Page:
History of industries of the blind


Times were tough for just about everybody in 1933—perhaps the worst year of the depression. It was in that year that the first work program in North Carolina was organized for people who are blind. It was known as the Guilford County Association for the Blind. The Association was composed of six people; they made mops in a leased storefront.


The National Industries for the Blind was incorporated in 1938 as a result of the Wagner-O’Day Act, legislation that established a federal market for the purchase of products manufactured by organizations employing people with severe vision disabilities.


During World War II we employed 35 people that were blind, all of whom enjoyed group benefits. The first portion of our building on Lee Street was constructed around this time.


A few decades later, in 1962, IOB, Inc. entered into its first one million dollar contract. Along with the growth of work opportunities came additions, improvements and renovations to our building.


The story of the pen began in 1965 when the General Services Administration (GSA) wrote a 16-page federal specifications document for a retractable ballpoint pen with a replaceable ink cartridge. After receiving a shipment of 13 million defective ballpoint pens from the original supplier in 1967, then-GSA Commissioner Heinz Abersfeller sought a new supplier and offered NIB the opportunity to produce the pens.


On April 20, 1968, the SKILCRAFT U.S. Government Pen was added to the federal procurement list, making it available to federal purchasers through the AbilityOne® Program.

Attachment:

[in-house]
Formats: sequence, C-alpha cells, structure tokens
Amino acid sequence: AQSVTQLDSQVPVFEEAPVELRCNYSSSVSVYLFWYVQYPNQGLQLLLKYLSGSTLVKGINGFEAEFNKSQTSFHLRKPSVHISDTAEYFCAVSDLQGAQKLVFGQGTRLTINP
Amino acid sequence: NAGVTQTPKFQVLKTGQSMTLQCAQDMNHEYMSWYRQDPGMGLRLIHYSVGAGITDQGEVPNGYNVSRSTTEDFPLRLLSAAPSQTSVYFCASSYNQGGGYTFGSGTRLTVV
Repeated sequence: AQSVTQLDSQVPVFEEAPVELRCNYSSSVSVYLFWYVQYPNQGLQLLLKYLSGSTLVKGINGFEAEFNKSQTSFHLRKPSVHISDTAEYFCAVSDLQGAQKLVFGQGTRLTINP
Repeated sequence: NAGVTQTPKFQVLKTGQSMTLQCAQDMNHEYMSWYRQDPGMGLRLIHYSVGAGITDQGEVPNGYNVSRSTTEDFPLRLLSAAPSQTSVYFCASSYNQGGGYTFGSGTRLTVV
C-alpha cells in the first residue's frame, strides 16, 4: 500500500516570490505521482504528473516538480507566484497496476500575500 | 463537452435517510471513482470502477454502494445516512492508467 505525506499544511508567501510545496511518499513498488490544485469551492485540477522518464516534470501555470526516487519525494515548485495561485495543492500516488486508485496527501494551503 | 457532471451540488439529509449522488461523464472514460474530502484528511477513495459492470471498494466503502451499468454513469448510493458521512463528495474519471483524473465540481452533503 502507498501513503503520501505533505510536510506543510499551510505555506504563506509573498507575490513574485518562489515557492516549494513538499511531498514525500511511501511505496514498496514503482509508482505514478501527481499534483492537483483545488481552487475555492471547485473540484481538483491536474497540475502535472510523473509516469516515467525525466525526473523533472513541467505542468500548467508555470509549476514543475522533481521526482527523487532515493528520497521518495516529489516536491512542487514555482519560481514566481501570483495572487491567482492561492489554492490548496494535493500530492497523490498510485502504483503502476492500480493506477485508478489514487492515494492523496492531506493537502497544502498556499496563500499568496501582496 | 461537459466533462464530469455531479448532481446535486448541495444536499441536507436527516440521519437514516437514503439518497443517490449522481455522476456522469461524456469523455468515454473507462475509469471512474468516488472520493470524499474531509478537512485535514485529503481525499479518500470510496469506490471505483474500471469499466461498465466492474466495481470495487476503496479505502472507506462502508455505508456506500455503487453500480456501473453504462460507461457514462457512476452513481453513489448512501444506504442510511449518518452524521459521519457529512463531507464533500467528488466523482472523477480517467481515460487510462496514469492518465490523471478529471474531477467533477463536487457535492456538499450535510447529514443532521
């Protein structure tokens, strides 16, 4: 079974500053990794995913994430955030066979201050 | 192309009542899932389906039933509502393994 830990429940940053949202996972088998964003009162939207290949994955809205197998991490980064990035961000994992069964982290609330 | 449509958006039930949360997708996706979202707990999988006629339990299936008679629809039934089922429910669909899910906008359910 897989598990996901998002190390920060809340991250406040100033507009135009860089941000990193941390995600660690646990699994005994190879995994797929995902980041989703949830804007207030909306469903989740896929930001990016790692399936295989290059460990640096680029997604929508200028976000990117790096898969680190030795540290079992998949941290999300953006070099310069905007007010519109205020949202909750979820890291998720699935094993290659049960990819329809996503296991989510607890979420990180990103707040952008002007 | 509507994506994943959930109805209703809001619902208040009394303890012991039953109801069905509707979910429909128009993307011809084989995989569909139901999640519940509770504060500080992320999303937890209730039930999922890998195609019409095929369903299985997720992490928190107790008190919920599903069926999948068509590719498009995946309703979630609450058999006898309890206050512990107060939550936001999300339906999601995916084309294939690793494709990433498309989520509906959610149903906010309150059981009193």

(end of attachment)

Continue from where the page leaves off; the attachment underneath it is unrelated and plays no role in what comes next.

The Javits–Wagner–O’Day Act expanded the law, requiring specified supplies and services come from nonprofit agencies employing persons who are blind or have other severe disabilities. The Act was passed by the 92nd United States Congress in 1971.


This was the start of IOB’s first distribution center contract. The contract was for lamps/lighting and is still active today. This period also introduced us to the hardware/software package called the Talkman.


IOB secures a distribution contract for springs, which is still active today. This is also the year that the Vista Gel Pen line was first rolled out.


AbilityOne becomes the new name of the Javits-Wagner O’Day Program as determined by congress. In order for a company to be eligible for the program, 75% of the total direct labor hours must be performed by people who are blind or have other severe disabilities.


 IOB leadership and the team introduced new manufacturing methods and equipment that dramatically boosted output while reducing errors. The improved performance resulted in strong growth which in turn allowed the organization to employ over 200 people. IOB now routinely performs manufacturing and distribution for a variety of national companies, as well as various departments of the U. S. Government.


IOB picks up a new distribution contract for wire, chain, rope, and cables.


Joshua Gould is appointed the new president of Industries of the Blind and together with a broad team including board members, IOB management, and IOB production staff collaborate on an IOB strategic plan to evolve the growth of IOB’s Mission and business.


The planning and building of the coffee shop begins.


IOB, while ensuring the safety of its team, operates during the coronavirus pandemic. At the same time, IOB successfully competes for a contract to produce masks for the US Army. At a time when we all faced pandemic and economic challenges, our strengths shone through; we did not fold, we did not let the challenges stop us from our mission. Instead, we now find ourselves seeking more employees. Together we are stronger and together we remain.

Skip to content